Mountain bikingThere are a number of marked trails in the Dyfi Valley, centred around Machynlleth, including the purpose-built CliMachx route.
Ynyshir ReserveYnyshir has interest for the ornithologist at any time of year due to its mixture of habitats, including Welsh oak woodland, wet grassland and saltmarsh. The reserve has 2 waymarked nature trails and 7 observation hides.
phone: +44 1938 555654Cors Dyfi is home to one of only 2 pairs of Osprey in Wales. The Osprey Project is open from 10am until 6pm, April to September.
Every Wednesday since it was granted a royal charter in 1291 Machynlleth town centre has played host to a street market. Still well worth a browse - even if you don't buy anything the bustling atmosphere is an attraction in itself.
Early Closing day in Machynlleth is Thursday, when most shops do not open after lunchtime.
address: 21 Maengwyn StreetAll pottery is made on the premises. Open:Mon-Fri 9AM-5PM
address: 19 Maengwyn StreetSells gold and silver jewellery, handmade in the workshop onsite, as well as items from other manufacturers. One of the few jewellers working in Welsh gold, though these pieces can be very expensive.
Spectrum GalleryMaengwyn Street. Eclectic selection of glassware, jewellery, ceramics, original paintings and prints. Well worth a browse.
There are also a number of craft shops in the nearby village of Corris
Wynnstay HotelMaengwyn Street. - serves fantastic food (in the restaurant or bar) that would out-compete many a top London restaurant, and the bar is also friendly toward people with well behaved dogs. It has an excellent list of unusual wines and great beers. If you can't stretch to the restaurant price tag (about £12 for a main course) then they have an excellent pizzeria at the back (the oven for which was imported from Italy!!!).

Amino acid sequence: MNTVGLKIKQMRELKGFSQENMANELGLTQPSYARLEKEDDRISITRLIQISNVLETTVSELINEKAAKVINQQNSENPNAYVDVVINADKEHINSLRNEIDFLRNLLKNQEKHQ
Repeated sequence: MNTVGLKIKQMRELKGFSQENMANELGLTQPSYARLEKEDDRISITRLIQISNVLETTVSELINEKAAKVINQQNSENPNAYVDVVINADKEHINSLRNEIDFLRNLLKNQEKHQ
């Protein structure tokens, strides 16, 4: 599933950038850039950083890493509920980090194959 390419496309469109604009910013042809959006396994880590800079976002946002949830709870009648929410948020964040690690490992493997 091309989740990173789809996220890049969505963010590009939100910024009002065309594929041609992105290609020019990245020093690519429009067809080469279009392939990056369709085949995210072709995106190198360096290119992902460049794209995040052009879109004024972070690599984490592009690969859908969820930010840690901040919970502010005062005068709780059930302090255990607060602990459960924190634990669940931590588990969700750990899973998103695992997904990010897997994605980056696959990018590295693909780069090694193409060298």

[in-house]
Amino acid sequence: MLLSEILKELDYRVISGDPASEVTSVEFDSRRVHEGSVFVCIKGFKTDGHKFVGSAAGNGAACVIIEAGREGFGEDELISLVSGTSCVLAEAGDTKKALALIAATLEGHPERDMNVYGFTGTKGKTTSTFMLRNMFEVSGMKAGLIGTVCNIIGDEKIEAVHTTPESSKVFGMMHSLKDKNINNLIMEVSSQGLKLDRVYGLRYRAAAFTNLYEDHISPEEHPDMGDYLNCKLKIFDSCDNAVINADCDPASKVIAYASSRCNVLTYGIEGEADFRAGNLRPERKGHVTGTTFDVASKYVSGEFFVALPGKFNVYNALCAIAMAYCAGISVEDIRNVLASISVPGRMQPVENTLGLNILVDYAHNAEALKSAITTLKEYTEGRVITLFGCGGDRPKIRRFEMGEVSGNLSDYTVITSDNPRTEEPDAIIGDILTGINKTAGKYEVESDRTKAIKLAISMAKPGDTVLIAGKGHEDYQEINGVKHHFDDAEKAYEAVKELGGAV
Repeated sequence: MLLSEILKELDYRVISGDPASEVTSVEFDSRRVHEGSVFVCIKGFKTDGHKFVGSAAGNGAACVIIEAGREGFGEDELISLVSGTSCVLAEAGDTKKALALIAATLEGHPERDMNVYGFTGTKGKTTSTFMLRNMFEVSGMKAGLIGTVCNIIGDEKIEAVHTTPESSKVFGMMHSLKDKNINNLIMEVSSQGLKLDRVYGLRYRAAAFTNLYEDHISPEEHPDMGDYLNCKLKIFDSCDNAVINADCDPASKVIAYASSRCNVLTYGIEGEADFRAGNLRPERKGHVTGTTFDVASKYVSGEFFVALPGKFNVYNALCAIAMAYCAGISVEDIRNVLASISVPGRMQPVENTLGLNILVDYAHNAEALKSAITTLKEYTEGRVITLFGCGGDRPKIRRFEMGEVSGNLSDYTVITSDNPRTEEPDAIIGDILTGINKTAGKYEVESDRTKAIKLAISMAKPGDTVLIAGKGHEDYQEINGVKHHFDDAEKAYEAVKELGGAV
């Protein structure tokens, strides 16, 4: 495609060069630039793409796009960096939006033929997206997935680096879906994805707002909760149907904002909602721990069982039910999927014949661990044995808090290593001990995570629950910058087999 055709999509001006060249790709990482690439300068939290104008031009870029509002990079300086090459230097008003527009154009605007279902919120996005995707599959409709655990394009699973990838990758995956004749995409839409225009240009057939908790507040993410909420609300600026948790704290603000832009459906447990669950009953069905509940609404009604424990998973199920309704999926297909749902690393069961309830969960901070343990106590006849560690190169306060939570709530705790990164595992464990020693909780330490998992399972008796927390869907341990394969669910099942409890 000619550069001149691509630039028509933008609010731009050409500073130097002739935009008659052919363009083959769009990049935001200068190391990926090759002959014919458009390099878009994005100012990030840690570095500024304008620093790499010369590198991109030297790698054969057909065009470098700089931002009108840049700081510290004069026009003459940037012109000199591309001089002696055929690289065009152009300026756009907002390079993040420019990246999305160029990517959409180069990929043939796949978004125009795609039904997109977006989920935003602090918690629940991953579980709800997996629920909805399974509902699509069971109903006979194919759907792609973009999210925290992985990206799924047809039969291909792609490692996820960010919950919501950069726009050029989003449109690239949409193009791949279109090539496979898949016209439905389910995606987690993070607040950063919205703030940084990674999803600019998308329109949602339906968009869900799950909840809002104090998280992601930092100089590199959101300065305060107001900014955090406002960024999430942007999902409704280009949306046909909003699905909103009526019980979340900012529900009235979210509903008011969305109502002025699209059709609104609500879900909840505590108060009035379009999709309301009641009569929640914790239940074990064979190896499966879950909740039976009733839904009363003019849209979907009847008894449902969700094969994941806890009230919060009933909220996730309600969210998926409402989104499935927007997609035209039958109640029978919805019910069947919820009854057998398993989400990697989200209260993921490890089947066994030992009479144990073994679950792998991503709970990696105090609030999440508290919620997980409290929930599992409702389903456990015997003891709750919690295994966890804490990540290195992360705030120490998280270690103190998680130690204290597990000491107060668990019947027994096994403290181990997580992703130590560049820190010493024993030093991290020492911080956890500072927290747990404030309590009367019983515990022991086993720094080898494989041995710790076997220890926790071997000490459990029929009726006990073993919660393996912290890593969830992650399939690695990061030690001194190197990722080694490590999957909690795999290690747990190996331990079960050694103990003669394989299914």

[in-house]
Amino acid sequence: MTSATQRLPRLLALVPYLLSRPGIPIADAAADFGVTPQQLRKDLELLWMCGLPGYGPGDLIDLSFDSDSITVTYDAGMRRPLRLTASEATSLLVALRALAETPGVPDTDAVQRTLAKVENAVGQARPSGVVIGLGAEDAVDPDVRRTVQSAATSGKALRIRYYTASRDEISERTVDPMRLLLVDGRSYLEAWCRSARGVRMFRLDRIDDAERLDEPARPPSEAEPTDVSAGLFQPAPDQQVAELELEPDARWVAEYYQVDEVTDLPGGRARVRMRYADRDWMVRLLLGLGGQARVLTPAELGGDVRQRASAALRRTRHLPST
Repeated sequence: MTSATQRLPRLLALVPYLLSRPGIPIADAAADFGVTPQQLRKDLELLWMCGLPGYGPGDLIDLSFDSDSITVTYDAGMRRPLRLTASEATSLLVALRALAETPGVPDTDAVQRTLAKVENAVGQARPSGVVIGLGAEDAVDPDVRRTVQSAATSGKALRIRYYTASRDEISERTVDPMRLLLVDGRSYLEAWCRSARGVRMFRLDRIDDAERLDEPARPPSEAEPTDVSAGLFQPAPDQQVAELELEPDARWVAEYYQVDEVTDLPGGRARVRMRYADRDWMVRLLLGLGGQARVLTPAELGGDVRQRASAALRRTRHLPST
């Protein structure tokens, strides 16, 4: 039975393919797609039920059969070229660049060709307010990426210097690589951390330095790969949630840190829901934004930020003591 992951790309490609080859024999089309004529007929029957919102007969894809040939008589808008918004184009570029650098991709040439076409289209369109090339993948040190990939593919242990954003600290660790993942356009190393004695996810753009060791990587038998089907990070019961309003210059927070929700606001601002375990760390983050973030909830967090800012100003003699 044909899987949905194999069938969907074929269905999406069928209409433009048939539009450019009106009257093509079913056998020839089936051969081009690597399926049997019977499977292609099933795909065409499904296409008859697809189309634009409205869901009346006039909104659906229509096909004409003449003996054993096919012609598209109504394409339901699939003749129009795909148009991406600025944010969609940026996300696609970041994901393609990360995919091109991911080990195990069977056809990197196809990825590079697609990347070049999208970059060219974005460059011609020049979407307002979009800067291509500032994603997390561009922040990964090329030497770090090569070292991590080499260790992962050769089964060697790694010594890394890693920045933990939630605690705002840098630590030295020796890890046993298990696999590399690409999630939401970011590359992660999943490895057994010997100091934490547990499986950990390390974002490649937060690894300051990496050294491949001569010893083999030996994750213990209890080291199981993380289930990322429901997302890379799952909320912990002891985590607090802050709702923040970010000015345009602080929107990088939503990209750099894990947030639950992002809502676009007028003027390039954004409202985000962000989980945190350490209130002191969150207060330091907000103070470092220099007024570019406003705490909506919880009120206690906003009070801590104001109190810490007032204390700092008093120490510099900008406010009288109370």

address: Heol Maengwyn
address: GlaspwllTwo beautifully presented holiday cottages in an amazing location on a hill farm. Each cottage has two bedrooms and one also has a double sofa bed.
address: Yr Hen Stablau, PantlludwSelf-catering renovated stables.
phone: +44 1650 531333address: Dinas Mawddwy11 bed Country House Hotel
- The popular seaside resort of Aberdyfi, with its yacht harbour and championship golf links, is just 10 miles to the west, accessible by the A493 road or by Cambrian Line trains.
- Only 4 miles beyond Aberdyfi is Tywyn, home of the Talyllyn Railway. If you are travelling by car then on the return journey to Machynlleth, take a left turn off the road just 1 mile south of Tywyn, to pass through the picturesque Happy Valley. The road rejoins the A493 at the village of Cwrt.
- Corris, just a few miles away on the Dolgellau road, is a pretty former slate-mining village and a focus for arts and crafts. There is a pottery in the village itself, and a variety of different shops and workshops at the purpose built Corris Craft Centre, next to the main road on the hillside overlooking the village, which has ample car parking. The interactive visitor attractions of King Arthur's Labyrinth and the Bards Quest are accessed from the Craft Centre site. Corris is also home to the narrow-gauge Corris Railway and museum.